Dog Agility Drills to Help the Handler

Practice your handling skills for a more fluid run.

Practice your handling skills for a more fluid run.

After many hours working with your dog to teach him agility, he's mastered the basics but he's still far from perfect. Don't concentrate so hard on the dog that you fail to hone your skills as the handler.

A Team Sport

Agility is a team sport -- you and your dog. The line of communication between you and your canine partner has to be clear. To determine how much guidance your dog needs, start by sending him to a single jump. Direct him to the jump and watch to see whether he looks for you to be by his side or goes to the jump independently, waiting for direction from you once he's jumped it. Tailor your pace, position and cues to the level of communication he needs.

Jump Exercise

Set up a single jump and two jumps side by side several feet beyond it in an "L" shape. Practice sending your dog through the two jumps in a direct line as you run with him from both ends. Then send him to the jumps and practice your cue for turning him to the third jump. Do this as you work at different speeds to get a sense of how your dog works best. Does he need more or less direction from you? Adjust your handling accordingly.

Crossing Lines

Most agility courses require the handler to cross behind or in front of the dog at various points. Decide what type of cross you should do according to how fast your dog moves. Set up a course shaped in an "S" to practice crossing in the middle. Place an obstacle such as a jump in the middle to make your cross behind the dog. Alternate with a slower obstacle in the middle to practice front crosses.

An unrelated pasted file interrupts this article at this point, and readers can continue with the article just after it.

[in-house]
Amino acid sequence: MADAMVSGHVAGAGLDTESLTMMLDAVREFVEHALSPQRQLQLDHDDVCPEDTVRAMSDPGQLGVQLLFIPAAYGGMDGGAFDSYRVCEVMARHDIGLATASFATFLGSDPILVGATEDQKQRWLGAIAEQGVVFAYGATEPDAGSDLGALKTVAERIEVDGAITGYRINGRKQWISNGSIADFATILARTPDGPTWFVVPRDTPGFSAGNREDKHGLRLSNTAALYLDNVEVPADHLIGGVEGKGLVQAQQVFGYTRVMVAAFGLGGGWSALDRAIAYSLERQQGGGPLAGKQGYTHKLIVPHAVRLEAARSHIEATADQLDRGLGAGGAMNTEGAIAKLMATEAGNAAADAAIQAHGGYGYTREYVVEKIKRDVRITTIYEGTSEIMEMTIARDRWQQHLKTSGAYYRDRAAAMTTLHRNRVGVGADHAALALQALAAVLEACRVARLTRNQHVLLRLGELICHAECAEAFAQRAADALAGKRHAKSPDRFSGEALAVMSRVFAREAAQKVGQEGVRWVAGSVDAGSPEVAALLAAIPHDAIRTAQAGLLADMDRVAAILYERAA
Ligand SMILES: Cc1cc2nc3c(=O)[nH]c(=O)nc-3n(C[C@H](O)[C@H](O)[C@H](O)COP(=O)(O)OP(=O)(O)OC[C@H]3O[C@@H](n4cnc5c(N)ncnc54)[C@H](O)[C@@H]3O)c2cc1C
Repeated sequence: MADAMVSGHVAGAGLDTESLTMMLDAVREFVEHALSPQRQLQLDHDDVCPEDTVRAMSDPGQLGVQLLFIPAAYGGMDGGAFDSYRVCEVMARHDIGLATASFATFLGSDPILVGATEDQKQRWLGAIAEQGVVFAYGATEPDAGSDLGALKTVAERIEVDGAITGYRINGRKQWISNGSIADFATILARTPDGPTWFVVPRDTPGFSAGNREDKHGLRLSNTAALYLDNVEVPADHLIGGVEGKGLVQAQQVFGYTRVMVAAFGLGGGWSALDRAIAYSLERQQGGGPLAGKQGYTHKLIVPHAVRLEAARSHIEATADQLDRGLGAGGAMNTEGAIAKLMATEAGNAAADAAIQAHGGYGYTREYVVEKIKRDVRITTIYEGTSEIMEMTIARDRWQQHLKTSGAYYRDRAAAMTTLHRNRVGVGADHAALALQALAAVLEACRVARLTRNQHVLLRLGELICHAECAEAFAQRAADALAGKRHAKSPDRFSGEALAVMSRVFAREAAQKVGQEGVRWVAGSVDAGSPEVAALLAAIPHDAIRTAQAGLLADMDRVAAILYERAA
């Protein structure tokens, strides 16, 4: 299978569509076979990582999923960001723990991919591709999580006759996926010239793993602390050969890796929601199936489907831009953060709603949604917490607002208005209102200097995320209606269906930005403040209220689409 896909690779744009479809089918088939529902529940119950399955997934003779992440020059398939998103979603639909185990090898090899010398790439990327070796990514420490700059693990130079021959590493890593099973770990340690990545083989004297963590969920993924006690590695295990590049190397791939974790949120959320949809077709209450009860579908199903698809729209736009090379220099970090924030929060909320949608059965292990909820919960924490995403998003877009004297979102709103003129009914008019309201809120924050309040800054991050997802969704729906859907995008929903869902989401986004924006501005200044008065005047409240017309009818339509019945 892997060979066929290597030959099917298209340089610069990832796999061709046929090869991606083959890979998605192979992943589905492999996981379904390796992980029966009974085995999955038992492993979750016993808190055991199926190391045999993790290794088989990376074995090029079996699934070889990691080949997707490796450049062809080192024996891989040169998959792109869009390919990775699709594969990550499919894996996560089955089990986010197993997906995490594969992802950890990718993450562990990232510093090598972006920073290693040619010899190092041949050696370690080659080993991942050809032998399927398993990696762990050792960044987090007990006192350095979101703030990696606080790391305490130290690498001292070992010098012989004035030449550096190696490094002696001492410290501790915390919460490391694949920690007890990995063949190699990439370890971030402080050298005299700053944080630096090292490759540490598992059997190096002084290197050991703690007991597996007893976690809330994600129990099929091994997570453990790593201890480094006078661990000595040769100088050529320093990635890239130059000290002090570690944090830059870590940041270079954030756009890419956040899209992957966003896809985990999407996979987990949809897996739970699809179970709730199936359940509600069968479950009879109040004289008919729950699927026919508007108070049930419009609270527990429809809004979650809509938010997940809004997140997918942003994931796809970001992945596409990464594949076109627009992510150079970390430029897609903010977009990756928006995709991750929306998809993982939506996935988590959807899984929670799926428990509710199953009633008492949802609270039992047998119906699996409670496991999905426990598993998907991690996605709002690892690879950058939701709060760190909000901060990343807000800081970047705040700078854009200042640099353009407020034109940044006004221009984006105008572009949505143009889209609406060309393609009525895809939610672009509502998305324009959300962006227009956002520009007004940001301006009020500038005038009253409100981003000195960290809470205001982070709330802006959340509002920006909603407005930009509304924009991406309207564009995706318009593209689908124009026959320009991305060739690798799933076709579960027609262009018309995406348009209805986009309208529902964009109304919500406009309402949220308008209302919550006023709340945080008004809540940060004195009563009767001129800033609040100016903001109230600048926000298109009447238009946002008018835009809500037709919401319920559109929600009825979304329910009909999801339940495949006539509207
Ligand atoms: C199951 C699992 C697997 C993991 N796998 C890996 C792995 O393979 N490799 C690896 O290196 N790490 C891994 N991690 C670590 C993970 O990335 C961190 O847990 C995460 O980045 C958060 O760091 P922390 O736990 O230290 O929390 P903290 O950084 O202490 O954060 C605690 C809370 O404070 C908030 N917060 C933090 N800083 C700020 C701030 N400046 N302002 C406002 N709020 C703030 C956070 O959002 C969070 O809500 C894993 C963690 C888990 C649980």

Practice for Mistakes

Mistakes on course are going to happen. Be aware of what you do and say when you make an error on course. Don't use the same word you would use when your dog makes a mistake. Your dog will think he made the error, and it will confuse him. Practice your reaction when you or the dog makes an error. Avoid choppy restarts on course by practicing more than one obstacle when the dog goofs. If he misses the tunnel, back up a step and do the obstacle before the tunnel so the tunnel approach is smooth and your cues are seamless.

 

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